Menu: Grilled salmon, Steamed sweet potato & lightly fried bacon, Boiled egg, Cucumber & cherry tomato
Japanese “kyoho” grapes for dessert
Our little girl caught another cold, second one in a month, this time with some coughs and runny nose. In the evening before she seemed a little weak but fine, so I set the timer for the rice cooker and put my alarm for the daily bento making the following morning.
In the morning I usually wake up before her and start preparing the bento, so that’s what I did. Once everything was ready, I went in to her room and tried to wake up my little sleepy head. She usually mumbles something grumpily but resigns and wakes up eventually, but this morning she still seemed to be in her deep sleep. I quickly realised she was quite ill, and we decided to keep her home for the day.
The bento wasn’t really necessary today, but she ate most of it at our coffee table, despite her nasty coughs, continuous runny nose and a bit of fever. She used her own cutlery set and place mat that she uses at kindergarten everyday. She proudly laid everything very nicely on the table, just like she always does it at school, which made my heart tickle and made me want to hug her tightly.
Sometimes bento making gets so tedious I wish there was school lunch provided at her kindergarten, but I wouldn’t have seen her eating my handmade bento the way she did today. For this, every effort is worth it. For this, I will keep making bento for our girl.
Menu: Assorted mushrooms cooked with rice, Steamed sweet potato with tori-soboro, Spinach omelet, Cucumber & cherry tomato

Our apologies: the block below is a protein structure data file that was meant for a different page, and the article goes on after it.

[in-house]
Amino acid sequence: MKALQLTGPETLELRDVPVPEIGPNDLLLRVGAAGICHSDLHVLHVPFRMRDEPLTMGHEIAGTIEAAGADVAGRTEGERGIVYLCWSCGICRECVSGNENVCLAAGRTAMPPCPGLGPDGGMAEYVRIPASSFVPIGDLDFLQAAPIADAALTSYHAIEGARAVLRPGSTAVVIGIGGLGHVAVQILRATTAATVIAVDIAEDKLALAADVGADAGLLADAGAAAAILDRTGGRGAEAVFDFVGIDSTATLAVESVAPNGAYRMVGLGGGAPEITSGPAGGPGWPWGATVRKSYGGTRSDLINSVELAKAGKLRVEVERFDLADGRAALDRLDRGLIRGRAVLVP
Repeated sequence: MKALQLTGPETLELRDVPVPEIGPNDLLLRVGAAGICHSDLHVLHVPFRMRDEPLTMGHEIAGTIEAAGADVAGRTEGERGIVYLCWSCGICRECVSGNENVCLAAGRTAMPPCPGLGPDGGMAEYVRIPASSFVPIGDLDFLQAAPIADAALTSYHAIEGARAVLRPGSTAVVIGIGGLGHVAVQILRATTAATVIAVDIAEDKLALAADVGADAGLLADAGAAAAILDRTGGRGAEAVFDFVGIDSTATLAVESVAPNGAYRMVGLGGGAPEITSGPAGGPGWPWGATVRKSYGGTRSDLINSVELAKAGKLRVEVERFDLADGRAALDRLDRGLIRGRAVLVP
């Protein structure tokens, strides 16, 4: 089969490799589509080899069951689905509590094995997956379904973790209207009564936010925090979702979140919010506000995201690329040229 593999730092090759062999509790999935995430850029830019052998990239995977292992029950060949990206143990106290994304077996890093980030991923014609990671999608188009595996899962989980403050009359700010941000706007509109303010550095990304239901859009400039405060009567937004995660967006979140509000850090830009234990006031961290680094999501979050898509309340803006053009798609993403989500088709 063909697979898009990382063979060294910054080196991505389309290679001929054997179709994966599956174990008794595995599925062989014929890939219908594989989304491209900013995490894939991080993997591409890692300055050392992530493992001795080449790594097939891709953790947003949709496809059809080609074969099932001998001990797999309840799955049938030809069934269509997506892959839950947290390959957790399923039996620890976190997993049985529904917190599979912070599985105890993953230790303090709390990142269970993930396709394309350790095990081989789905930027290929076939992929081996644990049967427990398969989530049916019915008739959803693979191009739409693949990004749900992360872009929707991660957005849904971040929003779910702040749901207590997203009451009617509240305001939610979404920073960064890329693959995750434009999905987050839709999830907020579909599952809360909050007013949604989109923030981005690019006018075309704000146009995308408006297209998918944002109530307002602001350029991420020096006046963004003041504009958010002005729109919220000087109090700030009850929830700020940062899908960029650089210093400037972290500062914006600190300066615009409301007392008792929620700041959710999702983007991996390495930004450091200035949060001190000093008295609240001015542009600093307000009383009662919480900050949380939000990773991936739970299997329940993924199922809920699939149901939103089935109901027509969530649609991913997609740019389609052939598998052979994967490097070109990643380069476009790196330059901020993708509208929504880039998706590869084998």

Apple wedges for dessert
Autumn…. Season for mushrooms…. I love mushrooms for their strong earthy flavour and their fleshy texture. In Japan there are various types of mushroom such as shiitake, enoki, maitaké, shimeji, eringi… All come with different flavour, shape and texture. I put all of these in the Japanese earthware pan and cooked rice with them, with a little bit of seasoning. It came out very well, BUT, our daughter doesn’t like mushrooms… not yet. So for the packed lunch today, I put only teeny tiny bits of mushrooms that’s not even visible in rice, hoping she’d at least get used to the flavour and eventually show her liking. I’ll be crossing my fingers!
Menu: Fresh corns cooked with rice (with ‘ao-nori‘ seaweed powder on top), Cabbage millefeuille, La salade a la maman (mama’s tomato salad), Green bean omelet
Japanese ‘kyoho‘ grapes for dessert
Last night we had our good friends over for (early) dinner. Our daughter was so thrilled to have her friends over that she had a hard time focusing on eating at the dinner table. Inevitably her leftover has ended up in her bento box today.
The dishes I cooked this time somehow had a touch of French cuisine but with Japanese seasonings. I think our European friends liked this combination very much 🙂
– Fresh corns cooked with rice, in a Japanese “dó-nabe” earthware pot – I used this recipe from the website called Cookpad (sorry all in Japanese). I doubled the portion.
– Cabbage millefeuille – here is the recipe, also from Cookpad.